The evidence supporting the supply curve of financial capital is controversial but, at least in the short run, the elasticity of savings with respect to the interest rate appears fairly inelastic.

## Expanding the concept of elasticity

We've already looked at a variety of factors we can examine using the concept of elasticity. Let's take it even further—the elasticity concept doesn't even need to relate to a typical supply or demand curve at all!
For example, imagine that you are studying whether the Internal Revenue Service should spend more money on auditing tax returns. The question can be framed in terms of the elasticity of tax collections with respect to spending on tax enforcement; in other words, what is the percentage change in tax collections derived from a percentage change in spending on tax enforcement?
With all of the elasticity concepts that have just been described—some of which are listed below—the possibility of confusion arises.
When you hear the phrases “elasticity of demand” or “elasticity of supply”, they refer to the elasticity with respect to price. Sometimes, either to be extremely clear or because a wide variety of elasticities are being discussed, the elasticity of demand or the demand elasticity will be called the price elasticity of demand or the “elasticity of demand with respect to price”.
Similarly, elasticity of supply or the supply elasticity is sometimes called—to avoid any possibility of confusion—the price elasticity of supply or “the elasticity of supply with respect to price”. But in whatever context elasticity is invoked, the idea always refers to percentage change in one variable—almost always a price or money variable—and how it causes a percentage change in another variable—typically a quantity variable of some kind.
$\begin{array}{ccc}\text{Wage elasticity of labor supply}& =& \frac{\mathrm{%}\mathrm{change}\mathrm{in}\mathrm{quantity}\mathrm{of}\mathrm{labor}\mathrm{supplied}}{\mathrm{%}\mathrm{change}\mathrm{in}\mathrm{wage}}\end{array}$
$\begin{array}{ccc}\text{Wage elasticity of labor demand}& =& \frac{\mathrm{%}\mathrm{change}\mathrm{in}\mathrm{quantity}\mathrm{of}\mathrm{labor}\mathrm{demanded}}{\mathrm{%}\mathrm{change}\mathrm{in}\mathrm{wage}}\end{array}$
$\begin{array}{ccc}\text{Interest rate elasticity of savings}& =& \frac{\mathrm{%}\mathrm{change}\mathrm{in}\mathrm{quantity}\mathrm{of}\mathrm{savings}}{\mathrm{%}\mathrm{change}\mathrm{in}\mathrm{interest}\mathrm{rate}}\end{array}$
$\begin{array}{ccc}\text{Interest rate elasticity of borrowing}& =& \frac{\mathrm{%}\mathrm{change}\mathrm{in}\mathrm{quantity}\mathrm{of}\mathrm{borrowing}}{\mathrm{%}\mathrm{change}\mathrm{in}\mathrm{interest}\mathrm{rate}}\end{array}$

## Summary

• Elasticity is a general term, referring to percentage change of one variable divided by percentage change of a related variable that can be applied to many economic connections.
• Elasticity applies in labor markets and financial capital markets just as it does in markets for goods and services.
• Cross-price elasticity of demand is the percentage change in the quantity of good A that is demanded as a result of a percentage change in good B.

## Self-check questions

What would the gasoline price elasticity of supply mean to UPS or FedEx?
Assume the average annual income rises from $25,000 to$38,000 and the quantity of bread consumed in a year by the average person falls from 30 loaves to 22 loaves. What is the income elasticity of bread consumption? Is bread a normal or an inferior good?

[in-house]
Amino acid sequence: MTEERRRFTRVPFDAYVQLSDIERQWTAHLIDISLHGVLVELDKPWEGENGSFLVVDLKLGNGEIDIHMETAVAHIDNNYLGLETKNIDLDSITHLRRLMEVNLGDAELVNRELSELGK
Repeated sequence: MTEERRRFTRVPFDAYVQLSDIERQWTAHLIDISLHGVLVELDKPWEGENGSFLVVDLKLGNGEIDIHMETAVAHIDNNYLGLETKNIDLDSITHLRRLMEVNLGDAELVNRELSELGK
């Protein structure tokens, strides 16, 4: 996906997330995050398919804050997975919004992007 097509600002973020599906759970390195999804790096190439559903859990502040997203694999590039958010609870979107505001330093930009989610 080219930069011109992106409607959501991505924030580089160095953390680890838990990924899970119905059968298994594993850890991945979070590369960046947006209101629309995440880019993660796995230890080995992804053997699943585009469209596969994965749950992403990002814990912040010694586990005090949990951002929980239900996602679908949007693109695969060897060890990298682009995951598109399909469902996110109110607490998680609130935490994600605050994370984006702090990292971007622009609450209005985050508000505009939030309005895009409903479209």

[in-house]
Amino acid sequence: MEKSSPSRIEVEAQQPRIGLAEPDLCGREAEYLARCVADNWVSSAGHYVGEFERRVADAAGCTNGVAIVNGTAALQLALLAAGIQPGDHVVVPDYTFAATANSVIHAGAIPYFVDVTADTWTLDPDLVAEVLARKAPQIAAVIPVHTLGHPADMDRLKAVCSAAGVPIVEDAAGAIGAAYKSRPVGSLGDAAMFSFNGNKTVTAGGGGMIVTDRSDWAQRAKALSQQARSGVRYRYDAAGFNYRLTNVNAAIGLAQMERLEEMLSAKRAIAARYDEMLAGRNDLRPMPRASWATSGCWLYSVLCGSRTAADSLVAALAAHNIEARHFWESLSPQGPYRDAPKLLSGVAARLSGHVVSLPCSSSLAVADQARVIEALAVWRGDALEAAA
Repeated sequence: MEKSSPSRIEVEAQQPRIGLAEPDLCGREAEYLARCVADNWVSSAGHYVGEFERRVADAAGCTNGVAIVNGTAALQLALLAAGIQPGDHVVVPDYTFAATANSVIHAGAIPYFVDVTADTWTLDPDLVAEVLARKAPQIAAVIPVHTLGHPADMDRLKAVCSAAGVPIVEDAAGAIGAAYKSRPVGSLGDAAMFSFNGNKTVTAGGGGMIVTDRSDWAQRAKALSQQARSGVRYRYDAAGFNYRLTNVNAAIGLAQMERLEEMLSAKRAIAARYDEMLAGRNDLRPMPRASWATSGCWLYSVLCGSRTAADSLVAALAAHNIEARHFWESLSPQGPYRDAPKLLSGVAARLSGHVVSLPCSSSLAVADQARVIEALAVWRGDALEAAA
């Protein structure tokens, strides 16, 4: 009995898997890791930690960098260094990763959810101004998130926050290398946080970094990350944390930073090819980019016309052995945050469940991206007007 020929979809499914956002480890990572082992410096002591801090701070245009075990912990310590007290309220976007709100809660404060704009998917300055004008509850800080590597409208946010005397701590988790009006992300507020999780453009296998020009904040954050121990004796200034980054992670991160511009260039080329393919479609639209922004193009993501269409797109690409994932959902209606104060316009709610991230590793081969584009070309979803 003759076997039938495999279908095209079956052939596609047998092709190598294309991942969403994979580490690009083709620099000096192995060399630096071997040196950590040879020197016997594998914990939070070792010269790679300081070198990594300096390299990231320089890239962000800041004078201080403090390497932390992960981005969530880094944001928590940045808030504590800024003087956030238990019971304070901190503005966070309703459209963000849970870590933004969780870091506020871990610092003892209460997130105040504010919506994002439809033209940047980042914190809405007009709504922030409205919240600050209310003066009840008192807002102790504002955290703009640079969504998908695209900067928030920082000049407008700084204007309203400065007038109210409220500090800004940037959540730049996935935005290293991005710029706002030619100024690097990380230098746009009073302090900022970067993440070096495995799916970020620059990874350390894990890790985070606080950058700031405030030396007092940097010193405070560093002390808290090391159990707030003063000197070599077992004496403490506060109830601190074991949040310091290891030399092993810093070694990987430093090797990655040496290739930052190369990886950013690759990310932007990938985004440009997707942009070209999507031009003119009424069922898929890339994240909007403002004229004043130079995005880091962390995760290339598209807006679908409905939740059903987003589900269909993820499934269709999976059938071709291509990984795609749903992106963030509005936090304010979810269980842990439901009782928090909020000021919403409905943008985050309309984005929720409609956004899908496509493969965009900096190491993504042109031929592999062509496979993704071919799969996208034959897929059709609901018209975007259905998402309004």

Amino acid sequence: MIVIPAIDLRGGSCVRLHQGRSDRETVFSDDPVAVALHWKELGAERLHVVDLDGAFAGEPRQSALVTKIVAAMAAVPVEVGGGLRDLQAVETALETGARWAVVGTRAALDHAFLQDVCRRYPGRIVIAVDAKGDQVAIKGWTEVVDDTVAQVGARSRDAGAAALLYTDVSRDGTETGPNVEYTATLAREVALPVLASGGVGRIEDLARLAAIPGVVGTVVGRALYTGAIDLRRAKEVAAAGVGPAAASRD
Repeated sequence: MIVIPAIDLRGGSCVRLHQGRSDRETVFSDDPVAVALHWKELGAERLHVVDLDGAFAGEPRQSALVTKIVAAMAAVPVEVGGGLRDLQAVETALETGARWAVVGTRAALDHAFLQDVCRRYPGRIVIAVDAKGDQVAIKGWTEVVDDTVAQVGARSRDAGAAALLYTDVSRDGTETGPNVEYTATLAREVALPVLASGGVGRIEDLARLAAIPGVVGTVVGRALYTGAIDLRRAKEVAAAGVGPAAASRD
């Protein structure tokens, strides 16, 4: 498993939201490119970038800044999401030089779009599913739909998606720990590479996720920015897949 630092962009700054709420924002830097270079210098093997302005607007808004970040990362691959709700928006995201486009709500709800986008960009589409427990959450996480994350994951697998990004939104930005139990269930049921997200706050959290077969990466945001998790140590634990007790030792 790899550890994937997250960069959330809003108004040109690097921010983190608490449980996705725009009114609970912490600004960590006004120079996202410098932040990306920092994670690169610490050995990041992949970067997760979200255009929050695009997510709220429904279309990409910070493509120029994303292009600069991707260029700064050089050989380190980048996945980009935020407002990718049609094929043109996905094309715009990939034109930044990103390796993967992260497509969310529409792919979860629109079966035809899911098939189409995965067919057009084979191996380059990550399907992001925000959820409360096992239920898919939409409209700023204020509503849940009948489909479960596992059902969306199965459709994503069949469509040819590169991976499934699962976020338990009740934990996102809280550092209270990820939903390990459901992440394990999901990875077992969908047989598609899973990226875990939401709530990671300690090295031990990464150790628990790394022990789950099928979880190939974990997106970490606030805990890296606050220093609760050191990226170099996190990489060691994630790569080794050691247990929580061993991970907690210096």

Suppose the cross-price elasticity of apples with respect to the price of oranges is 0.4, and the price of oranges falls by 3%. What will happen to the demand for apples?

## Review Questions

• What is the formula for the income elasticity of demand?
• What is the formula for the cross-price elasticity of demand?
• What is the formula for the wage elasticity of labor supply?
• What is the formula for elasticity of savings with respect to interest rates?

## Critical-thinking questions

• Normal goods are defined as having a positive income elasticity. We can divide normal goods into two types: those whose income elasticity is less than one and those whose income elasticity is greater than one. Think about products that would fall into each category. Can you come up with a name for each category?
• Suppose you could buy shoes one at a time, rather than in pairs. What do you predict the cross-price elasticity for left shoes and right shoes would be?

## Want to join the conversation?

• Twice in the article cross-price elasticity of demand is defined as "the percentage change in the quantity of good A that is demanded as a result of a percentage change in good B." Is this correct? Price isn't even mentioned in that definition.
• It should be "... percentage change in the price of good B." Does that help?
• why nursing job would be inelastic?
(1 vote)
• I didn't understand why in the third self-check quesion we multiply by -3%. If demand is inelastic, it would be more logical just to suppose that demand for apples wouldn't
change a lot, why should we multiply and get absolutely different answer?
(1 vote)
• So how do you know if an inferior good is elastic or inelastic after calculating the income elasticity of demand of the good? Or are inferior goods always elastic/inelastic?
(1 vote)
• Does cross-elasticity of supply exist? If it does, can someone explain it briefly?
(1 vote)
• If consumer spends all his money income on 2 goods x and y. Elasticity of x is unity. So will the cross elasticity of good y with respect to x be 0?
(1 vote)
• will be cross elasticities of shoes in question two equal with each other and equal with price elasticity of demand for left and right shoes?
(1 vote)
• nothing